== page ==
Scot scientists to explore ‘Hades’ ocean depths

Researchers at the Scottish Association for Marine Science will help to explore ocean depths of nearly 11km to study marine life. Picture: Contributed

Researchers at the Scottish Association for Marine Science will help to explore ocean depths of nearly 11km to study marine life. Picture: Contributed

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SCOTTISH scientists are set to explore the darkest and deepest recesses of the world’s oceans in a pioneering new project that will reveal some of the secrets of life in earth’s most extreme regions.

Researchers at the Scottish Association for Marine Science (Sams) will use specially designed deep-sea robots to study organisms living nearly 11 kilometres beneath the surface in the most inhospitable environment on the planet.

It is extremely difficult to investigate what actually happens in the extreme deep. Organisms that are removed from their natural extreme environment and studied in a laboratory will inevitably be affected – and potentially killed – by the large pressure difference during sample recovery

Professor Ronnie N Glud

Hadal zones, named after the mythological underworld realm of Hades, are areas of the sea floor where tectonic plates of the earth’s geological crust have collided and overlapped to form deep trenches.

Plunging deeper than 6,000 metres, these extreme regions are the least explored on the planet.

The new £2.3 million Hades Project, led by Professor Ronnie N Glud of Oban-based Sams and the University of Southern Denmark, will for the first time allow scientists to analyse live creatures in their natural environment.

Three robots are being custom-built to withstand the extreme pressure involved in diving to the very bottom of the sea.

They will be used to investigate how life is sustained at such depths and how its activity affects the functioning of the oceans and the earth.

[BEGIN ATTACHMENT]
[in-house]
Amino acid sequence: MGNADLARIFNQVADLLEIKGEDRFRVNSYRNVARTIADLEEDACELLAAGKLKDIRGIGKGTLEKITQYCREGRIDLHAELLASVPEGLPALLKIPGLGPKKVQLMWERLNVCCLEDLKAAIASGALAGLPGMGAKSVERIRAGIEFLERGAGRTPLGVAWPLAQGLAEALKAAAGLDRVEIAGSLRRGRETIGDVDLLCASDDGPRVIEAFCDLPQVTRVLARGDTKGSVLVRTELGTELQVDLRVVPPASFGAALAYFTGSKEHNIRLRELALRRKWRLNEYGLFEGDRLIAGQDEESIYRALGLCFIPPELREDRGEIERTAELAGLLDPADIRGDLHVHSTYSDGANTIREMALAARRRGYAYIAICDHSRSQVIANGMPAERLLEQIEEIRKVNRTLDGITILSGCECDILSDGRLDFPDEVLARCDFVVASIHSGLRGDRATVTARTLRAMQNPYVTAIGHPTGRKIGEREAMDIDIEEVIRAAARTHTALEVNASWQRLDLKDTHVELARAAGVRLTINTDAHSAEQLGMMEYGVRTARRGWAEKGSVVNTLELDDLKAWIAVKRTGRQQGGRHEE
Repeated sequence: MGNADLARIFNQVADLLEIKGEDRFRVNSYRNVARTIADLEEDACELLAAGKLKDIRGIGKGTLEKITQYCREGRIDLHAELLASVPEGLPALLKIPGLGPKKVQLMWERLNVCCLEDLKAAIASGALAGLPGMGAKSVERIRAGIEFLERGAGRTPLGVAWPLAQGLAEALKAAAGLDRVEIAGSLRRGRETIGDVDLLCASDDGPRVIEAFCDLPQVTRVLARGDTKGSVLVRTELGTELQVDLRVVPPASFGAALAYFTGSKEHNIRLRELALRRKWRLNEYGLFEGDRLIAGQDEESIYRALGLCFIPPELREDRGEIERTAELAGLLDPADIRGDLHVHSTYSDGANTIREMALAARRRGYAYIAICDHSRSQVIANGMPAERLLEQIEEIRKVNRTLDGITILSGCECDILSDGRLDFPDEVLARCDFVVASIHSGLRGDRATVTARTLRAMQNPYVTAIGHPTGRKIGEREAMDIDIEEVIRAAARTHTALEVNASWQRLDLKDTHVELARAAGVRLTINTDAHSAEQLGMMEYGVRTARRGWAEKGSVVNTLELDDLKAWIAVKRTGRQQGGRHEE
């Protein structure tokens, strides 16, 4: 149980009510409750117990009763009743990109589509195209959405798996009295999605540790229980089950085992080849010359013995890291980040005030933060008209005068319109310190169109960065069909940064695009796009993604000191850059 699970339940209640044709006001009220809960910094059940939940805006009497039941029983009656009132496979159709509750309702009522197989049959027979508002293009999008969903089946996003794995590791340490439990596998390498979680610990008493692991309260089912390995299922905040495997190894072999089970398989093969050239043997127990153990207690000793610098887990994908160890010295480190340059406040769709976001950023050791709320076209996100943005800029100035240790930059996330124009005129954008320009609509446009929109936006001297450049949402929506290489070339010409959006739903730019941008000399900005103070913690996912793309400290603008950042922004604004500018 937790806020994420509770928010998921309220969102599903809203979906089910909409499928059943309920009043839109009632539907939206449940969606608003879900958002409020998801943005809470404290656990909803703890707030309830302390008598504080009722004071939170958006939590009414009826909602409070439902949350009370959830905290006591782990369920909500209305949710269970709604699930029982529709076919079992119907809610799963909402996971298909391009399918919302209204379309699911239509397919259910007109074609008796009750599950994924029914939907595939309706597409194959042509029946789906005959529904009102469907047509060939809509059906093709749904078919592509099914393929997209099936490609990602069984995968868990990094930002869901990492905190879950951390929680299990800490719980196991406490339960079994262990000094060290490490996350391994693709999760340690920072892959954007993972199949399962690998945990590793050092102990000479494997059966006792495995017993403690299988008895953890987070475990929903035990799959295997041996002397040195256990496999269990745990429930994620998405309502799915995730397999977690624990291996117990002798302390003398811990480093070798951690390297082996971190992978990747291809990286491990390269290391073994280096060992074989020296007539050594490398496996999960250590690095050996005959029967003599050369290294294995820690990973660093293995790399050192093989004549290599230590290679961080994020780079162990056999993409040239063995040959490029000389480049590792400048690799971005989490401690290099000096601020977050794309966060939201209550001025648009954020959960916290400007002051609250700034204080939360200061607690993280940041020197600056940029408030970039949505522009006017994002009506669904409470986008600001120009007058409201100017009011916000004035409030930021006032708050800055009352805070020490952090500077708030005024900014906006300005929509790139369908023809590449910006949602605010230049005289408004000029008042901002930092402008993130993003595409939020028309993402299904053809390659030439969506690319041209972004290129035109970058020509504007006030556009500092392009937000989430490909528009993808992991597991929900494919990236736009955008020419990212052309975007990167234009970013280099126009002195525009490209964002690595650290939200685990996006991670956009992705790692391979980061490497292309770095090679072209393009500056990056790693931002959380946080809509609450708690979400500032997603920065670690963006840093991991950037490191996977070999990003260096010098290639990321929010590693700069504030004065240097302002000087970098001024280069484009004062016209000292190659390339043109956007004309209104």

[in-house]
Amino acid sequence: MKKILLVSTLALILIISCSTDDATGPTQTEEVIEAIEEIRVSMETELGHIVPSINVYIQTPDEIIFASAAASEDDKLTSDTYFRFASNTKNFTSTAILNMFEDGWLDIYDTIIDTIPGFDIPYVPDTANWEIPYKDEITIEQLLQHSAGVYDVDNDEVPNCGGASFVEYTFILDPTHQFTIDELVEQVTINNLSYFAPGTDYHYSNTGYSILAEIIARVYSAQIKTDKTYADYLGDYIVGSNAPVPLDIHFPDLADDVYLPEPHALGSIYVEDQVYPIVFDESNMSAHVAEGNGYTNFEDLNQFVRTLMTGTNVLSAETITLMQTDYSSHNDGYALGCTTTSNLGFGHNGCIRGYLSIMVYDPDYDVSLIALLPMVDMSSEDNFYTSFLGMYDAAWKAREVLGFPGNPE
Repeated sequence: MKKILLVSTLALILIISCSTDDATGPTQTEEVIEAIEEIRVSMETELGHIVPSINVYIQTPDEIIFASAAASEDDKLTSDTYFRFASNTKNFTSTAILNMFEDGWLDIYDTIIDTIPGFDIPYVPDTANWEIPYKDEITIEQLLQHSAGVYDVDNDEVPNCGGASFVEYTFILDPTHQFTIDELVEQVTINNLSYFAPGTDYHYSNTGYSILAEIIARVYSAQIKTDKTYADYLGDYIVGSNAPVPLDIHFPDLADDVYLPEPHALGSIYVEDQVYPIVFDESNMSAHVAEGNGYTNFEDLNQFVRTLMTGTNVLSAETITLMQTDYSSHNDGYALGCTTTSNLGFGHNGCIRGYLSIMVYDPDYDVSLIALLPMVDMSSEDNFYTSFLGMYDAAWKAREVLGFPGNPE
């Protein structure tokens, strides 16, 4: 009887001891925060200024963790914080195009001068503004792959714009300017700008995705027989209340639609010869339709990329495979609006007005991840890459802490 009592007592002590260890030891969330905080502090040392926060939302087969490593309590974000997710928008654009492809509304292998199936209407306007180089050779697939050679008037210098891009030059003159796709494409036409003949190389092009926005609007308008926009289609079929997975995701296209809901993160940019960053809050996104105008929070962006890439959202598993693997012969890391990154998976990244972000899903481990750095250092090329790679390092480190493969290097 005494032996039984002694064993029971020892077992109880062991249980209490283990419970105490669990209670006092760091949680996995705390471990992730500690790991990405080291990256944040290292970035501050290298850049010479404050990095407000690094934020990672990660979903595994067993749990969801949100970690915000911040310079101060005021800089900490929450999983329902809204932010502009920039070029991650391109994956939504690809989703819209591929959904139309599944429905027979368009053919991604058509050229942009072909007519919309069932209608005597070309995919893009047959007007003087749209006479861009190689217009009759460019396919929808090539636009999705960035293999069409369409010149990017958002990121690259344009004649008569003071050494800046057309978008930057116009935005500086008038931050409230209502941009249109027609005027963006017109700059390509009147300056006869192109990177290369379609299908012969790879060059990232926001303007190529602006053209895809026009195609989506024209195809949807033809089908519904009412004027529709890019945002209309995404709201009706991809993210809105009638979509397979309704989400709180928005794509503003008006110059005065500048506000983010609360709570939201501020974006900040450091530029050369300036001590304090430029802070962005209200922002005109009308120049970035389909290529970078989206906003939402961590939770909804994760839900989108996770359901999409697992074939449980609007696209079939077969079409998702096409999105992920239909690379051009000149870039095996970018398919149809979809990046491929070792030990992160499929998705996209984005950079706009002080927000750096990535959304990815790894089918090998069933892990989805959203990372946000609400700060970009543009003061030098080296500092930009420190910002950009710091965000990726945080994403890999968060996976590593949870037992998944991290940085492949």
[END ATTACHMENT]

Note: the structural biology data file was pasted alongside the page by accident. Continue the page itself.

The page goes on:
The unique devices will allow experts to study a wider range of organisms than ever before. Previous analysis has been limited to specimens that could be retrieved without being damaged by the reduction in pressure on the long trip to the surface.

Prof Glud has been involved in other expeditions to probe the world’s furthest reaches, most notably the 2013 investigation of the Mariana Trench - the deepest spot on the planet.

Prof Glud said: “It is extremely difficult to investigate what actually happens in the extreme deep. Organisms that are removed from their natural extreme environment and studied in a laboratory will inevitably be affected – and potentially killed – by the large pressure difference during sample recovery.

“In onboard laboratories researchers generally only study organisms that can withstand the recovery ‐ and they are not necessarily the ones that are most important in the deep.

“It is therefore important to examine the organisms and their metabolic activity in that environment.”

The three trenches to be explored are in the Pacific Ocean: the Atacama Trench, off Chile; the Japan Trench, south and east of Japan; and the Kermadec Trench, north of New Zealand.

Investigating more of the unexplored trenches and their specialised microbial communities will help uncover how organisms function at extreme pressures and what role they play in the global carbon cycle, according to the team.

The three trenches, which have different depths, have been selected as they are expected to harbour varying amounts of organic matter because of local nutrient conditions in overlying surface waters and different physical conditions.

Dr Robert Turnewitsch, principal investigator in marine geochemistry at Sams and a co-investigator on the Mariana Trench study, is also part of Hades.

He is hoping the “exciting” new project will yield unexpected results.

“This will be a very interesting challenge for all of us,” he said. “Taking such comprehensive readings in situ has not been done before at these depths.

“The hadal zone is an extreme environment that hardly anyone has looked at, so there are many unknowns.

“The opportunity to work on a project like this is very exciting.

“I want to be surprised; I want to find something that challenges our views and perceptions of the deep sea and we now have a great opportunity to do that.”

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